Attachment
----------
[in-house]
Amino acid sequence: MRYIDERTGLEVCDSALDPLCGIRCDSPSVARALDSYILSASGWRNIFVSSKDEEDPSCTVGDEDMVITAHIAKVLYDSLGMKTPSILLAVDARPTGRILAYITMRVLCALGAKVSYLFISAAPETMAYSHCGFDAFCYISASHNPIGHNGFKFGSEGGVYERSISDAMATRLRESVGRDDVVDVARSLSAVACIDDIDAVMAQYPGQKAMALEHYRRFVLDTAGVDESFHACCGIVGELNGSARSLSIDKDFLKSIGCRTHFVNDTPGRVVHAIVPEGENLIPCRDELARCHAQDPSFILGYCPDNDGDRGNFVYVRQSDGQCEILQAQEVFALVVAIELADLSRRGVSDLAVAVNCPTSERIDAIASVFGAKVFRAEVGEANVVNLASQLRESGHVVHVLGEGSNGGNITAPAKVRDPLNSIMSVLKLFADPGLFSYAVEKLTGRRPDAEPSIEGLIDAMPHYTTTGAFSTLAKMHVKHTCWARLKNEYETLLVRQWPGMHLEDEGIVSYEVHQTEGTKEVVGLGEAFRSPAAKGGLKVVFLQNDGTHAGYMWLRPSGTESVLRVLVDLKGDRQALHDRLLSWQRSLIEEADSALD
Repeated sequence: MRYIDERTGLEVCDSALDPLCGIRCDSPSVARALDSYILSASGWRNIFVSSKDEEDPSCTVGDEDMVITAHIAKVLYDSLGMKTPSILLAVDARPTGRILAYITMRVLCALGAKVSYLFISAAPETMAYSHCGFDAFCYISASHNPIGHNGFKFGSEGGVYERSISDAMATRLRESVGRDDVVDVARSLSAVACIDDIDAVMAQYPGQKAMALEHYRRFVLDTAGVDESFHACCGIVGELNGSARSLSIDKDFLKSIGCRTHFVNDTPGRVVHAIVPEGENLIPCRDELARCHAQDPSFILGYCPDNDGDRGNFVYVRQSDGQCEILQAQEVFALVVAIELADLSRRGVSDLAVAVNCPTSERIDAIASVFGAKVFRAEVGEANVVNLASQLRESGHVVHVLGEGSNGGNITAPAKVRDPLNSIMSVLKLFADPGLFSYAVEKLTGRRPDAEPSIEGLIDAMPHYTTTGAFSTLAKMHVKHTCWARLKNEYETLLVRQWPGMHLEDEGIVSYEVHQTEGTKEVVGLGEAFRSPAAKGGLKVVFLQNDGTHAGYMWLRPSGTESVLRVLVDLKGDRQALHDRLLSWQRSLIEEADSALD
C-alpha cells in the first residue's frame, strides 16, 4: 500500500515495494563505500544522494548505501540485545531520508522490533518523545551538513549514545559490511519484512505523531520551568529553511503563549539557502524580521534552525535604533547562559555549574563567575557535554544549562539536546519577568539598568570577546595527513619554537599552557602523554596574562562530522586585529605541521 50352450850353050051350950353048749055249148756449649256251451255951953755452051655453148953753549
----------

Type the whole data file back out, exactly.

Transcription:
[in-house]
Amino acid sequence: MRYIDERTGLEVCDSALDPLCGIRCDSPSVARALDSYILSASGWRNIFVSSKDEEDPSCTVGDEDMVITAHIAKVLYDSLGMKTPSILLAVDARPTGRILAYITMRVLCALGAKVSYLFISAAPETMAYSHCGFDAFCYISASHNPIGHNGFKFGSEGGVYERSISDAMATRLRESVGRDDVVDVARSLSAVACIDDIDAVMAQYPGQKAMALEHYRRFVLDTAGVDESFHACCGIVGELNGSARSLSIDKDFLKSIGCRTHFVNDTPGRVVHAIVPEGENLIPCRDELARCHAQDPSFILGYCPDNDGDRGNFVYVRQSDGQCEILQAQEVFALVVAIELADLSRRGVSDLAVAVNCPTSERIDAIASVFGAKVFRAEVGEANVVNLASQLRESGHVVHVLGEGSNGGNITAPAKVRDPLNSIMSVLKLFADPGLFSYAVEKLTGRRPDAEPSIEGLIDAMPHYTTTGAFSTLAKMHVKHTCWARLKNEYETLLVRQWPGMHLEDEGIVSYEVHQTEGTKEVVGLGEAFRSPAAKGGLKVVFLQNDGTHAGYMWLRPSGTESVLRVLVDLKGDRQALHDRLLSWQRSLIEEADSALD
Repeated sequence: MRYIDERTGLEVCDSALDPLCGIRCDSPSVARALDSYILSASGWRNIFVSSKDEEDPSCTVGDEDMVITAHIAKVLYDSLGMKTPSILLAVDARPTGRILAYITMRVLCALGAKVSYLFISAAPETMAYSHCGFDAFCYISASHNPIGHNGFKFGSEGGVYERSISDAMATRLRESVGRDDVVDVARSLSAVACIDDIDAVMAQYPGQKAMALEHYRRFVLDTAGVDESFHACCGIVGELNGSARSLSIDKDFLKSIGCRTHFVNDTPGRVVHAIVPEGENLIPCRDELARCHAQDPSFILGYCPDNDGDRGNFVYVRQSDGQCEILQAQEVFALVVAIELADLSRRGVSDLAVAVNCPTSERIDAIASVFGAKVFRAEVGEANVVNLASQLRESGHVVHVLGEGSNGGNITAPAKVRDPLNSIMSVLKLFADPGLFSYAVEKLTGRRPDAEPSIEGLIDAMPHYTTTGAFSTLAKMHVKHTCWARLKNEYETLLVRQWPGMHLEDEGIVSYEVHQTEGTKEVVGLGEAFRSPAAKGGLKVVFLQNDGTHAGYMWLRPSGTESVLRVLVDLKGDRQALHDRLLSWQRSLIEEADSALD
C-alpha cells in the first residue's frame, strides 16, 4: 500500500515495494563505500544522494548505501540485545531520508522490533518523545551538513549514545559490511519484512505523531520551568529553511503563549539557502524580521534552525535604533547562559555549574563567575557535554544549562539536546519577568539598568570577546595527513619554537599552557602523554596574562562530522586585529605541521 50352450850353050051350950353048749055249148756449649256251451255951953755452051655453148953753549